Indonesia Introduces Golden Visa to Attract Foreign Investors
Indonesia is introducing a golden visa scheme to attract foreign corporate and individual investors. The scheme offers between five-to-10-year resident permits, depending on their investment value.
Indonesia is introducing a ‘golden visa’ program to attract quality, high-net-worth individual and corporate foreign investors. Under this new visa scheme, foreign investors can receive a resident permit of between five and 10 years, depending on the value of their investment.
Individual investors must establish an Indonesian company worth US$2.5 million to receive the five-year visa or a US$5 million investment for the 10-year visa. Further, individuals who do not wish to establish a local entity can invest at least US$350,000 into shares of a local public company, deposit or savings accounts, or Indonesian government bonds, to be eligible for the five-year visa, or US$700,000 for 10 years.
Meanwhile, directors and commissioners of businesses can obtain a five-year visa if their company invests at least US$25 million, or US$50 million for the 10-year visa.
Indonesia faces stiff competition from its neighbors to attract wealthy individuals
Indonesia faces stiff competition from its neighbors in Southeast Asia in attracting wealthy individuals. Many of these regional rivals have already had a head start in some aspects.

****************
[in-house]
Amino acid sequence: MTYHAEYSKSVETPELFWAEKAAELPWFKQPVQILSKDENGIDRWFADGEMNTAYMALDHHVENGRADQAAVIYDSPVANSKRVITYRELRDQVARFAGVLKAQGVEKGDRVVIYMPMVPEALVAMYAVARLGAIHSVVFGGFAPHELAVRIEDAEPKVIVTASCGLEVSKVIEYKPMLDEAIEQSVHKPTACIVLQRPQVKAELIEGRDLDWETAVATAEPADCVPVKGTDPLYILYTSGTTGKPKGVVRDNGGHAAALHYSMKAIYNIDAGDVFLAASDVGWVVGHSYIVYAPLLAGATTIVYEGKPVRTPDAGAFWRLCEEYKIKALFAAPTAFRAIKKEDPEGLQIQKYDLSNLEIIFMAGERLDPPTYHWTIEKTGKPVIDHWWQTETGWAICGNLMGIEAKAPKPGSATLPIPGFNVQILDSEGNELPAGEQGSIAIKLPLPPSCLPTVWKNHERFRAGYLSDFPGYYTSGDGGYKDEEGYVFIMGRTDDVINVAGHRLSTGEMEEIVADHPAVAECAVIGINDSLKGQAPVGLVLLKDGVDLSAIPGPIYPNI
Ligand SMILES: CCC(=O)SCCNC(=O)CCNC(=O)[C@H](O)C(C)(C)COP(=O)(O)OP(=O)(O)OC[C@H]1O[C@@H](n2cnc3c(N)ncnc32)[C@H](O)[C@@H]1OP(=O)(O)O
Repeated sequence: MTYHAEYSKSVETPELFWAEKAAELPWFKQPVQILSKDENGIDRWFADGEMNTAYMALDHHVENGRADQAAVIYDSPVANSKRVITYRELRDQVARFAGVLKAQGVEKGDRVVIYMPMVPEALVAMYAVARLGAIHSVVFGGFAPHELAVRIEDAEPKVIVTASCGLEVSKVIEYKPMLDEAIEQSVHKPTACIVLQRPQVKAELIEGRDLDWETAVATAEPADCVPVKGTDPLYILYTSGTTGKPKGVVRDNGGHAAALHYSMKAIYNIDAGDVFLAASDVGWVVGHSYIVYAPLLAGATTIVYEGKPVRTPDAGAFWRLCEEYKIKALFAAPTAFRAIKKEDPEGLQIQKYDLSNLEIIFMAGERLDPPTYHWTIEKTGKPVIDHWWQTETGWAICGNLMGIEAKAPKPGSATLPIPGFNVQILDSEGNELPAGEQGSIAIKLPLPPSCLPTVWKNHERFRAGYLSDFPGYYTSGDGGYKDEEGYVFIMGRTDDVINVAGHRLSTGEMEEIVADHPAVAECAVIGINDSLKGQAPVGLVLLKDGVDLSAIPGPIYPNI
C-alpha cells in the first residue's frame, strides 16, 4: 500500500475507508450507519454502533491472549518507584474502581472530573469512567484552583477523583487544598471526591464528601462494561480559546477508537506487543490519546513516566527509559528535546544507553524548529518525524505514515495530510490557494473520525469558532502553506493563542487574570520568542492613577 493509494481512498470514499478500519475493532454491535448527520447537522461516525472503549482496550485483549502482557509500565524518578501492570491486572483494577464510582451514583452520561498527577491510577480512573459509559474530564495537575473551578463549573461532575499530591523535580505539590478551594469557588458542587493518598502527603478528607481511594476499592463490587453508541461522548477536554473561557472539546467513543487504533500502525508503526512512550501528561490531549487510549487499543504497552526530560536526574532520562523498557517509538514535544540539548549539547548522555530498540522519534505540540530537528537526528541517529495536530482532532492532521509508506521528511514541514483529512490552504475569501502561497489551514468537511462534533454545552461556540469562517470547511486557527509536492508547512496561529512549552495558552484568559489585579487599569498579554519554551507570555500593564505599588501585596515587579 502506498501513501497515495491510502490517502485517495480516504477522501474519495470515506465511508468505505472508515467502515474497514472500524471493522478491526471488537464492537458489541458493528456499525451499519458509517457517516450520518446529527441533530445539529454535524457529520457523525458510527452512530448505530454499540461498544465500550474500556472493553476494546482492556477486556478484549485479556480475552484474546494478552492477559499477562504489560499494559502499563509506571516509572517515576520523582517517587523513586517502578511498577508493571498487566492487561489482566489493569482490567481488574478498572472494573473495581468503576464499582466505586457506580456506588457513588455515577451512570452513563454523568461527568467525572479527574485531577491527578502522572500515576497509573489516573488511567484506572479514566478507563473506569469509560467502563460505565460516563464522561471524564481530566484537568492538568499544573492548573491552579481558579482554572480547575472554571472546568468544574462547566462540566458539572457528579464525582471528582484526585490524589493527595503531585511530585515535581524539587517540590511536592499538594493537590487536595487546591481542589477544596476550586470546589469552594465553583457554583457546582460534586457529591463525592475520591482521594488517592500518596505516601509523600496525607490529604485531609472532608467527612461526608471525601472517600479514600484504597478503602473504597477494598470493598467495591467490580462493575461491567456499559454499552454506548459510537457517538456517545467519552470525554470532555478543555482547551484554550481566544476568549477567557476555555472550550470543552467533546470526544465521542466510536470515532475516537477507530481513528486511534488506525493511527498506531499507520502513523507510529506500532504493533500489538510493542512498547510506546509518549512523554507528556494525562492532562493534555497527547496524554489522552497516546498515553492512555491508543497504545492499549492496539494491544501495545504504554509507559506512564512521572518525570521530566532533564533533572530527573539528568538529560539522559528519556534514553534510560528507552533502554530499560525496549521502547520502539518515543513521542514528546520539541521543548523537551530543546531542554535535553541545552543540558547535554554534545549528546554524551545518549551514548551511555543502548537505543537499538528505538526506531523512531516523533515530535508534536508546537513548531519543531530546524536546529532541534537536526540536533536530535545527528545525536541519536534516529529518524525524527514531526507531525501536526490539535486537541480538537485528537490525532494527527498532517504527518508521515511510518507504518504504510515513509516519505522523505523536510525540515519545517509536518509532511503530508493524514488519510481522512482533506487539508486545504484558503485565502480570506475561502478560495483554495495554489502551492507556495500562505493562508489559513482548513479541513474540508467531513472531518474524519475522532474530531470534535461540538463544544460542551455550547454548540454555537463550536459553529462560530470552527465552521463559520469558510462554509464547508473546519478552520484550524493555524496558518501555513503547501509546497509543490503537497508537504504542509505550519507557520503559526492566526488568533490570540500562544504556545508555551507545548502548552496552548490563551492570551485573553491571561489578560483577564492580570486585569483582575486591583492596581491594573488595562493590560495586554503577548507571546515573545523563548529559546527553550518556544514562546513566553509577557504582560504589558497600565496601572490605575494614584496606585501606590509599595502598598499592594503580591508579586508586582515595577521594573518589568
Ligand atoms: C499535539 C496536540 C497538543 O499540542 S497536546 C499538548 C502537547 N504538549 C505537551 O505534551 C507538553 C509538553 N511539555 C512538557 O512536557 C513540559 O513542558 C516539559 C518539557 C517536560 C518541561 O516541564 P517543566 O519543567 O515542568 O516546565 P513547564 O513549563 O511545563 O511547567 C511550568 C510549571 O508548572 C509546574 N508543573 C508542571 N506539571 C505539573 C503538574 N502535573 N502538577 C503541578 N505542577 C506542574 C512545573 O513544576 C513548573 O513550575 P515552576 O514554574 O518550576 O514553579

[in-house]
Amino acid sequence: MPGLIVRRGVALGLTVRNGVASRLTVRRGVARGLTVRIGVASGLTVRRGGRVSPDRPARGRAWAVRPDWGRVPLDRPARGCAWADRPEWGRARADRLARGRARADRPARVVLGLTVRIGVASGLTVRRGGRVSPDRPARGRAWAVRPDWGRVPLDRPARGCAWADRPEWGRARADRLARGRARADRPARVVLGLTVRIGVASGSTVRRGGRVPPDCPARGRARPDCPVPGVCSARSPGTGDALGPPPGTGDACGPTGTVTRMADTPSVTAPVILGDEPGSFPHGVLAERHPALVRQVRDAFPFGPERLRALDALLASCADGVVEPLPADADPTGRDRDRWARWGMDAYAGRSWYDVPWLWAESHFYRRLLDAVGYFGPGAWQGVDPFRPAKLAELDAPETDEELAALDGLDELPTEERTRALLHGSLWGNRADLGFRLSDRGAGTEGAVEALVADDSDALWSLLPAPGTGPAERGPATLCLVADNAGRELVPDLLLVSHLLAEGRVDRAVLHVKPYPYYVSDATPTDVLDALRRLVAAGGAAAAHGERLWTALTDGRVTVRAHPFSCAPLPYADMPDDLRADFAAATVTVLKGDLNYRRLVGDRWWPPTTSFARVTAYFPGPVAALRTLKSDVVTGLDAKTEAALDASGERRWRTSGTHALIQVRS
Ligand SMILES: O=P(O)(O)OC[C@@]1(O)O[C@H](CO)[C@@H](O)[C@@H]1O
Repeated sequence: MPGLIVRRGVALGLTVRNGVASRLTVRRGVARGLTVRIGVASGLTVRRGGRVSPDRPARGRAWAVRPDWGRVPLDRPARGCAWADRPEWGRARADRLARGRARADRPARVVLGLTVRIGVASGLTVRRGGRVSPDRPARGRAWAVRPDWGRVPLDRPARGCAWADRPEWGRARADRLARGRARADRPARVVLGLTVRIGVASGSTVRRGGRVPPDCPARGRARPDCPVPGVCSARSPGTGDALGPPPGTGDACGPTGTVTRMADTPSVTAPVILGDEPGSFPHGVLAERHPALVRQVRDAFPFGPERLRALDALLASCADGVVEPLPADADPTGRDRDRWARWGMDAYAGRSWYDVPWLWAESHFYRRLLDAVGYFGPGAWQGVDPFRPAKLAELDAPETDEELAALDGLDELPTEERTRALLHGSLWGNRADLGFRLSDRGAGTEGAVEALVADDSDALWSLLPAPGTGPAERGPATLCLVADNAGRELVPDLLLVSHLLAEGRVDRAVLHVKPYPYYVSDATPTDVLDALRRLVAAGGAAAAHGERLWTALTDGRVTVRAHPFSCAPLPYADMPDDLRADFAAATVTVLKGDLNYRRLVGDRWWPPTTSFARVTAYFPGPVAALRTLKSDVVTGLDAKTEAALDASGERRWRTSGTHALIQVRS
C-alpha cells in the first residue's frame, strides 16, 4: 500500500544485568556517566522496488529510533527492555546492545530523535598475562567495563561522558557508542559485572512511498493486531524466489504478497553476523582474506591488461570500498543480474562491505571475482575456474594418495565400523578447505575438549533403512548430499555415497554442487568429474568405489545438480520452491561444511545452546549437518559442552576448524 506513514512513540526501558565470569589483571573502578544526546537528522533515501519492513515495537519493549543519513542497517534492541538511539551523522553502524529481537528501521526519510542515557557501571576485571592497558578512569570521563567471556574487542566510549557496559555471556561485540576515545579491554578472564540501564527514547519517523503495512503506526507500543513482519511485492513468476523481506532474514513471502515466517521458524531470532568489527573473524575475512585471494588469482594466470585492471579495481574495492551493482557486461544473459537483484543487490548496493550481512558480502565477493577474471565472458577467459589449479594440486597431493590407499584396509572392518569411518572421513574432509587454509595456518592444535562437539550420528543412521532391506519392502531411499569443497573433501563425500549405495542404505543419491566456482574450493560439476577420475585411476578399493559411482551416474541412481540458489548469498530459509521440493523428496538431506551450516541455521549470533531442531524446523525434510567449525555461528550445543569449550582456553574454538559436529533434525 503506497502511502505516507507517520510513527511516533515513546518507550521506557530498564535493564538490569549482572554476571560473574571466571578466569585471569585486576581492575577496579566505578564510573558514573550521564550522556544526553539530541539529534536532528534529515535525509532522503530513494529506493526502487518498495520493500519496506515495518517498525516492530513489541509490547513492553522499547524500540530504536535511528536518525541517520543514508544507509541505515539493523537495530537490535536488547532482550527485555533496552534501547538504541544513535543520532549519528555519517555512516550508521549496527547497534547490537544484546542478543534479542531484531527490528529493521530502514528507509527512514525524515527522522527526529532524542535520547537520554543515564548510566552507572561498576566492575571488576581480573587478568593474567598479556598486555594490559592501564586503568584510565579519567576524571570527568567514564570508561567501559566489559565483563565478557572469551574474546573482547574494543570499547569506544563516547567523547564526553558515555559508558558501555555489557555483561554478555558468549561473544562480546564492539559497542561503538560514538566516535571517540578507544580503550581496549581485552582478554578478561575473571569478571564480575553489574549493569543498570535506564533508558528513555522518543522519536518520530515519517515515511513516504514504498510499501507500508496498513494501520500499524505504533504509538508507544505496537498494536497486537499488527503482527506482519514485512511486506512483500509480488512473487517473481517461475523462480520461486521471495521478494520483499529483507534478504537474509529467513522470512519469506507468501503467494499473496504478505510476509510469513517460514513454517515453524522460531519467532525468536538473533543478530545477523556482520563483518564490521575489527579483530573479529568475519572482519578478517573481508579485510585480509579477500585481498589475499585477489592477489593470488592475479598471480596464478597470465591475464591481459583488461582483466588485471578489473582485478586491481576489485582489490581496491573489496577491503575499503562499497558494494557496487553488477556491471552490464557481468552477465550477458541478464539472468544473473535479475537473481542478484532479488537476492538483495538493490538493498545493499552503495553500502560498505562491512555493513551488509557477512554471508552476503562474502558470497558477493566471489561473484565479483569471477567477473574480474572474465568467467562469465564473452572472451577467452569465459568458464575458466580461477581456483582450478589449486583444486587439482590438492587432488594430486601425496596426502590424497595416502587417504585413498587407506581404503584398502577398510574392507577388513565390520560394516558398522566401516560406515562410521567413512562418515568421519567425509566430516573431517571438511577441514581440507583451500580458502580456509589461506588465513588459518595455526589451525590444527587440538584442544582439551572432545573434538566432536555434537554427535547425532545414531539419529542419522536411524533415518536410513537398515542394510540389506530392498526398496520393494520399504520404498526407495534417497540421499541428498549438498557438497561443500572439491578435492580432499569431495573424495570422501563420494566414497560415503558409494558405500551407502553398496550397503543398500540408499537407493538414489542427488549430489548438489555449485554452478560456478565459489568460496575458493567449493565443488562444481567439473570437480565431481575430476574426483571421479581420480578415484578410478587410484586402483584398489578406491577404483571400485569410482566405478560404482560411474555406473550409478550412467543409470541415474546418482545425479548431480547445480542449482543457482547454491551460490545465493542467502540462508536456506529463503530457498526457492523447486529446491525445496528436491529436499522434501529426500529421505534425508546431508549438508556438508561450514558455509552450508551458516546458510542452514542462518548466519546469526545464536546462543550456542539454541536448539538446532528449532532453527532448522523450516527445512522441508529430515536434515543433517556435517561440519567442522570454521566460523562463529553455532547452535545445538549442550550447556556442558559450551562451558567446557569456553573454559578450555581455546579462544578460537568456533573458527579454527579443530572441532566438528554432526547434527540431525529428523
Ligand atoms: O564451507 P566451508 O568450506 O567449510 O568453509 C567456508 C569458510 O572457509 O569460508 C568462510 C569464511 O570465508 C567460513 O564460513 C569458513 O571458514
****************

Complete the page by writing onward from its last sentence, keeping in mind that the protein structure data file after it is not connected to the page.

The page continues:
Thailand announced a variety of incentives in 2022 aimed at attracting foreign retirees, investors, and professionals.
Qualified applicants can receive a 10-year long-term resident visa to live in Thailand, including for their spouses and children. Qualified applicants will also be issued an automatic work permit. This is a new type of visa that did not previously exist in Thailand.
Further, qualified applicants can enjoy the same income tax rates as Thai citizens, as well as tax exemptions for income earned abroad. Qualified applicants also enjoy relaxed restrictions on foreign ownership and rent of land and property.
The incentives were open to wealthy global citizens with at least US$80,000 in income and at least US$1 million in assets, wealthy pensioners with a stable pension of at least US$40,000 per year and aged 50 or older, and highly skilled professionals who earn at least US$80,000 over two years or US$40,000 per year in targeted industries such as infrastructure or digital systems.
Since its inception in September 2022 to June 2023, the program has seen 4,200 applications with the government targeting 1 million foreign residents over the next five years.
Malaysia’s Premium Visa Program (PVIP) was introduced in 2022 to attract wealthy foreigners to invest and reside in the country for up to 20 years. In addition, holders of this visa can study and purchase residential or commercial real estate.
There are several key requirements that applicants must fulfill to qualify for PVIP. These are as follows:
- Open a fixed deposit account of 1 million ringgit (US$227,180) in a licensed Malaysian bank. No withdrawals are allowed for the first year, however, up to 50 percent can be withdrawn after the first year for the purchase of real estate, medical expenses, or education.